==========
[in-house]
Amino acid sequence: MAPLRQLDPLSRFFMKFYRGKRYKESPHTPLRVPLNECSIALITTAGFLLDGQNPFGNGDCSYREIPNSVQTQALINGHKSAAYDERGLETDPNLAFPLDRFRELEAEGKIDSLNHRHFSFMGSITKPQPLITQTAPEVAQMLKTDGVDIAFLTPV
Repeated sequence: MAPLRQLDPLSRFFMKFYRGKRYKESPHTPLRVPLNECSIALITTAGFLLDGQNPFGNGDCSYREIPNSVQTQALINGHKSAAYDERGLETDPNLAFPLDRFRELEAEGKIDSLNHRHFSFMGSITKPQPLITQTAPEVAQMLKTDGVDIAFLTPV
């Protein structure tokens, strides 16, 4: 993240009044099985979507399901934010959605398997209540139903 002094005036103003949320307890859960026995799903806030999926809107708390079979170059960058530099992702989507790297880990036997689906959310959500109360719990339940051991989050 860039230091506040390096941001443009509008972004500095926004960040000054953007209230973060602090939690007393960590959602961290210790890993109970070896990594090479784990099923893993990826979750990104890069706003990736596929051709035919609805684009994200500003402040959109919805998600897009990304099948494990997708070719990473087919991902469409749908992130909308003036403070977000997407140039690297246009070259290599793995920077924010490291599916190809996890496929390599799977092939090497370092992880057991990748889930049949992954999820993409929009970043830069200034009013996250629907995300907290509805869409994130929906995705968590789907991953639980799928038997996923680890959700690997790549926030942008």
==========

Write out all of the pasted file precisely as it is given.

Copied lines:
[in-house]
Amino acid sequence: MAPLRQLDPLSRFFMKFYRGKRYKESPHTPLRVPLNECSIALITTAGFLLDGQNPFGNGDCSYREIPNSVQTQALINGHKSAAYDERGLETDPNLAFPLDRFRELEAEGKIDSLNHRHFSFMGSITKPQPLITQTAPEVAQMLKTDGVDIAFLTPV
Repeated sequence: MAPLRQLDPLSRFFMKFYRGKRYKESPHTPLRVPLNECSIALITTAGFLLDGQNPFGNGDCSYREIPNSVQTQALINGHKSAAYDERGLETDPNLAFPLDRFRELEAEGKIDSLNHRHFSFMGSITKPQPLITQTAPEVAQMLKTDGVDIAFLTPV
């Protein structure tokens, strides 16, 4: 993240009044099985979507399901934010959605398997209540139903 002094005036103003949320307890859960026995799903806030999926809107708390079979170059960058530099992702989507790297880990036997689906959310959500109360719990339940051991989050 860039230091506040390096941001443009509008972004500095926004960040000054953007209230973060602090939690007393960590959602961290210790890993109970070896990594090479784990099923893993990826979750990104890069706003990736596929051709035919609805684009994200500003402040959109919805998600897009990304099948494990997708070719990473087919991902469409749908992130909308003036403070977000997407140039690297246009070259290599793995920077924010490291599916190809996890496929390599799977092939090497370092992880057991990748889930049949992954999820993409929009970043830069200034009013996250629907995300907290509805869409994130929906995705968590789907991953639980799928038997996923680890959700690997790549926030942008």